Passivhaus design and build procurement: avoid situations that conflict with an integrated design approach.

Procurement Conflicts with Passivhaus

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This blog post is a review of “The Passivhaus Designer’s Manual: A technical guide to low and zero energy buildings” published in October 2015 and edited by Christina J. Hopfe and Robert S. Mcleod. Until now, there hasn’t been an English language manual for Passivhaus Designers. Training courses include relevant teaching material, but it is only available for course attendees and makes the most sense in the context of the course. This book covers all the main topics of a Passivhaus Designer course in an accessible and technically detailed format.

It is intended to provide a technical reference on important topics that often require more detailed explanations than can be found in most introductory handbooks. It is assumed that those reading the book will already be familiar with the fundamental principles of low energy design.

It is a design-focussed manual, bringing the academic and practice-based knowledge of the long list of authors together into one volume. Suitable background information is provided for each topic, but the main thrust is towards practical application in designing Passivhaus, or low and ‘zero-energy’ buildings.

Passive buildings are not all about technology. Their greatest benefits are not in avoided costs and emissions but in quality of life. Why did people meeting around our dining room table stay alert and cheerful all day, than in an ordinary office, become sleepy and irritable in half an hour?
– Amory B. Lovins, Cofounder and Chief Scientist, Rocky Mountain Institute

The Passivhaus Designer’s Manual could easily be the textbook for a Passivhaus Designers course. It will certainly become the reference book of choice for many Passivhaus Designers and the source of self-study for many aspiring Passivhaus Designers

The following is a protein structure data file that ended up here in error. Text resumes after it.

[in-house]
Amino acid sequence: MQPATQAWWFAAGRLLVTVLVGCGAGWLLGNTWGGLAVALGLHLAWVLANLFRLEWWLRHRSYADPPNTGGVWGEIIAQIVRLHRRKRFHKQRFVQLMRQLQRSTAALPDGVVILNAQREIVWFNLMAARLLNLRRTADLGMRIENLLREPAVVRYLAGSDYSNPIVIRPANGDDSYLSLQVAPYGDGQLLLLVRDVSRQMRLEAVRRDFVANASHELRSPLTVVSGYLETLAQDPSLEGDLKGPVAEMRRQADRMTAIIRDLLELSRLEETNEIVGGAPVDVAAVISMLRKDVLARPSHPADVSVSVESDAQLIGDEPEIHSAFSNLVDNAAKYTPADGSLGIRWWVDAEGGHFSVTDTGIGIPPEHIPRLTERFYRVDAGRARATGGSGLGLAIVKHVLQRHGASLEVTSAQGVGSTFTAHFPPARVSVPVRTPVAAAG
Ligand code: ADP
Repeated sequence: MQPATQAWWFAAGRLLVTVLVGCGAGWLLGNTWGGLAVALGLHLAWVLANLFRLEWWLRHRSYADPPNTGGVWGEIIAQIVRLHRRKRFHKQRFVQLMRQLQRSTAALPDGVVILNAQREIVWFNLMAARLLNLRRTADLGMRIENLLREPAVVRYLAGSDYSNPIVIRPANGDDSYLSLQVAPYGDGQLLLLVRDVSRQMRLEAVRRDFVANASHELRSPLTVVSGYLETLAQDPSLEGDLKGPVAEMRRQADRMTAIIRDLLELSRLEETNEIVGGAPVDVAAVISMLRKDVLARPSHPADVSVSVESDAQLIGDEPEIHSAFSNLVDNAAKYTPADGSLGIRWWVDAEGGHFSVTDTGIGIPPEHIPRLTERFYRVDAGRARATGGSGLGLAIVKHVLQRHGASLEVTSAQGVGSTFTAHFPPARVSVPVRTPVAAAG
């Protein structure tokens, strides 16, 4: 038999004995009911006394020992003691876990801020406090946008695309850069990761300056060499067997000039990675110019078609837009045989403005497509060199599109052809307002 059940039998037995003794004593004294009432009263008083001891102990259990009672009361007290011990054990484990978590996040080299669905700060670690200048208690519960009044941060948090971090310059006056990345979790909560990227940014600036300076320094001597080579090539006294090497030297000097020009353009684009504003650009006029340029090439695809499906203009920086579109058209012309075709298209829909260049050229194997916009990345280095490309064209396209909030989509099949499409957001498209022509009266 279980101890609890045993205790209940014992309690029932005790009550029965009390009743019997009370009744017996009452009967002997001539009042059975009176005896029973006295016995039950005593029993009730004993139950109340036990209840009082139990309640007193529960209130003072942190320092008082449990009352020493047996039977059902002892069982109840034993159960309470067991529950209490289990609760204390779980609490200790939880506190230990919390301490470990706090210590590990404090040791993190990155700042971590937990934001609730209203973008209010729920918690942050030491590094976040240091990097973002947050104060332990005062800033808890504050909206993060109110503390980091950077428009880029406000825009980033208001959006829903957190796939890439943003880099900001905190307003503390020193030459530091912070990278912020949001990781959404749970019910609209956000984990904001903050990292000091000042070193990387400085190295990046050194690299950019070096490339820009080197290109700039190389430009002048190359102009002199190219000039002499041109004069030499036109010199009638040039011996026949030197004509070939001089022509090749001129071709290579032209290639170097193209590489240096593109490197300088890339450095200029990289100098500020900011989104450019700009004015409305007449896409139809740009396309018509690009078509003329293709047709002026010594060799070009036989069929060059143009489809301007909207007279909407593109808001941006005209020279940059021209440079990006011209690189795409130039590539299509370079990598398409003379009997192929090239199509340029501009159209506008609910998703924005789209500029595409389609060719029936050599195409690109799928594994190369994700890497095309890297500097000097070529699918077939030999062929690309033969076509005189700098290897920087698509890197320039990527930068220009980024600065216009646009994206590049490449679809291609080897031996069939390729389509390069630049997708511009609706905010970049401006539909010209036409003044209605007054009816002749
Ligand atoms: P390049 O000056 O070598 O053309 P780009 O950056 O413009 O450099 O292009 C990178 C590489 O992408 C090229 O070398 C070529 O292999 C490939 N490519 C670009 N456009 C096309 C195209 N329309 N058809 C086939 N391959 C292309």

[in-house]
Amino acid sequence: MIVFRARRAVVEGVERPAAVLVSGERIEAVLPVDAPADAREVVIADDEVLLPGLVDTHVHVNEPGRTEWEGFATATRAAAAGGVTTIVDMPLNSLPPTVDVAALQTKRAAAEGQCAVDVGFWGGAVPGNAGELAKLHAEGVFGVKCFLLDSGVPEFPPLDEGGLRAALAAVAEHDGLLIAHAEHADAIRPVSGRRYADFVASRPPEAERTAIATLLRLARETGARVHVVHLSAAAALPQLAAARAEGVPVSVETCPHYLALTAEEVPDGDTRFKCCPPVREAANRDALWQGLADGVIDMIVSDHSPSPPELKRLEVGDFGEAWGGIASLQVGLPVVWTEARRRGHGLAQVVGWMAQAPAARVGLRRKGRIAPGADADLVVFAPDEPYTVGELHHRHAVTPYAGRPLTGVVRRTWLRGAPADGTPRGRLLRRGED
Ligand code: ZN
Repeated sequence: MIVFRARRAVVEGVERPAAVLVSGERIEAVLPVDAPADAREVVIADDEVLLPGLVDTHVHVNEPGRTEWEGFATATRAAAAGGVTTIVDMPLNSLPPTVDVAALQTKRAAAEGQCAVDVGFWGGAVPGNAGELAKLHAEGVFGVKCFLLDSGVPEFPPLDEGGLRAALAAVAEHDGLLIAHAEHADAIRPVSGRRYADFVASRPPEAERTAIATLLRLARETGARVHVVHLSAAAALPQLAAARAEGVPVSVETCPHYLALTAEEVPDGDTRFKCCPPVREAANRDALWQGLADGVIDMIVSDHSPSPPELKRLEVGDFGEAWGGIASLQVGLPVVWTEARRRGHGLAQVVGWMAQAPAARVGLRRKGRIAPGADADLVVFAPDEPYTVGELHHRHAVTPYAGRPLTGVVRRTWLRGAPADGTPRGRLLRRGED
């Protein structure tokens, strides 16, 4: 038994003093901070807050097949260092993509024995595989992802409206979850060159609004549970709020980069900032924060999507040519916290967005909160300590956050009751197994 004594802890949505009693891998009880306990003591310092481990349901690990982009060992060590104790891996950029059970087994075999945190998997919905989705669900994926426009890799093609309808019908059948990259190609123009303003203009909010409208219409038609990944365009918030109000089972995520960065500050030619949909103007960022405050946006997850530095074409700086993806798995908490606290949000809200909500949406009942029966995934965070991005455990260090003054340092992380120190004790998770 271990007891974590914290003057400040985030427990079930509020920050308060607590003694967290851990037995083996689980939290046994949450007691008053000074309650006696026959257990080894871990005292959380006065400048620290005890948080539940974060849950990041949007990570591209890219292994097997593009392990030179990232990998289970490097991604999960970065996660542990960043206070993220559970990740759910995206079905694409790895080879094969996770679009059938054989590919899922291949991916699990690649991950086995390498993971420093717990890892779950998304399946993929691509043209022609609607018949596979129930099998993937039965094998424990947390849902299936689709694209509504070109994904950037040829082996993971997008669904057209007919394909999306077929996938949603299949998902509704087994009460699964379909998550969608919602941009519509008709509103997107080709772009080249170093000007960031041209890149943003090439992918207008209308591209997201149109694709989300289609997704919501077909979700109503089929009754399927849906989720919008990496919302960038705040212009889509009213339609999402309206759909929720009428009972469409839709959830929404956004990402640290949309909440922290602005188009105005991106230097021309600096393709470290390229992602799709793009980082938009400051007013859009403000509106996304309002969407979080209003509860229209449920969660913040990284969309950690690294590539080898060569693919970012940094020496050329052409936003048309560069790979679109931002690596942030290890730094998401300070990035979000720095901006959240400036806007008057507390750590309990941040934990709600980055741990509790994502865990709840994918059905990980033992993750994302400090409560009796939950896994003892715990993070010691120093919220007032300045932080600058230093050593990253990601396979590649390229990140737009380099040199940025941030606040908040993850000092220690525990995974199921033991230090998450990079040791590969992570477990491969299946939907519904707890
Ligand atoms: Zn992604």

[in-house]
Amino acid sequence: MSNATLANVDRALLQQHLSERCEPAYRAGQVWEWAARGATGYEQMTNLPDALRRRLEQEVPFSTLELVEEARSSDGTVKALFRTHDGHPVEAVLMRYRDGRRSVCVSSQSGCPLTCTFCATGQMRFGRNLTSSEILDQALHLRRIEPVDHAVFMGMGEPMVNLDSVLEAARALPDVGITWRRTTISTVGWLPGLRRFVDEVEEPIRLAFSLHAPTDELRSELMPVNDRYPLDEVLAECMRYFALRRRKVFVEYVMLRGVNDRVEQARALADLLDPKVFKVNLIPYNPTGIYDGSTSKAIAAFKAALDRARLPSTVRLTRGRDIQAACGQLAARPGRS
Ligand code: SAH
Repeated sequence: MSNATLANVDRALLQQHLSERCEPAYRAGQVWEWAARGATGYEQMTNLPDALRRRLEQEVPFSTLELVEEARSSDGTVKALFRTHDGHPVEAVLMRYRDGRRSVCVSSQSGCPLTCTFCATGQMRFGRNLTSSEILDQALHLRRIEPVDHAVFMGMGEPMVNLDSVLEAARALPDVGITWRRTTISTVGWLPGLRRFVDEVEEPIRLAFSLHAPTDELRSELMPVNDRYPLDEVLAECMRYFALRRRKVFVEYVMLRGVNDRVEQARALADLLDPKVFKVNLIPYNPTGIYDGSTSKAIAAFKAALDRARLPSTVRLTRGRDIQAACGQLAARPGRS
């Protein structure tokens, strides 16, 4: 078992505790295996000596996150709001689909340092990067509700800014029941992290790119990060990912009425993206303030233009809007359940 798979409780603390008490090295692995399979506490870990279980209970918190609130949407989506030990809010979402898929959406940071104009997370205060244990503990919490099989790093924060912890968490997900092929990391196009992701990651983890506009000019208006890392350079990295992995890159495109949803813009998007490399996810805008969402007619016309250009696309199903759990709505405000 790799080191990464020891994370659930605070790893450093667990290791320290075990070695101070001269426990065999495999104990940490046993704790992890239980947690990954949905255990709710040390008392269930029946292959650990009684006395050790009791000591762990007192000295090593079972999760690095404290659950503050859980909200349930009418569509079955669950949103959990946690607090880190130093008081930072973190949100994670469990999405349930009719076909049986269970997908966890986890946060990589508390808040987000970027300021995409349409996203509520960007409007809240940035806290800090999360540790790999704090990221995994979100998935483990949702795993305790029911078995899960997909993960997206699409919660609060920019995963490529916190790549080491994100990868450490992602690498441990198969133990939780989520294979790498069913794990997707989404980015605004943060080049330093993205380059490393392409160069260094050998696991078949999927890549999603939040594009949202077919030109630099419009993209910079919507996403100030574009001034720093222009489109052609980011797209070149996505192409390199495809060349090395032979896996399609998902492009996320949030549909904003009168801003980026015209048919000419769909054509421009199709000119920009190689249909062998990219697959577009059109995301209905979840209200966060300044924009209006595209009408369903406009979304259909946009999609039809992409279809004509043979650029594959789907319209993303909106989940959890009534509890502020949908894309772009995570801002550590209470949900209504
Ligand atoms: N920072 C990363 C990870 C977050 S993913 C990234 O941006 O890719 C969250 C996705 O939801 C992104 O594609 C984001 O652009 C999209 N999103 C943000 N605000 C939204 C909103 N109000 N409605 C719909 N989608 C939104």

042 Passivhaus Designers Manual sm
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Where is all the timber needed to construct more Passivhaus buildings going to come from?

This was a question (paraphrased) asked by a person at a recent presentation I gave about the international Passivhaus Standard. They were clearly under the impression that it was easier / better / necessary to use a timber frame construction system to build to the standard.

I shouldn’t have been surprised since I was presenting on behalf of Architype, where I work. Architype are leaders in designing Passivhaus buildings and timber buildings, so the majority of the Passivhaus buildings I presented were timber construction.

It is a common misconception that timber is best for Passivhaus construction.

Ironically, there is also a misconception that ‘natural materials’ are not suitable for Passivhaus, therefore ruling out the use of timber.

Neither is true!

The international Passivhaus Standard is a performance standard: many different construction systems are possible.

041 Passivhaus Construction Not Just Timber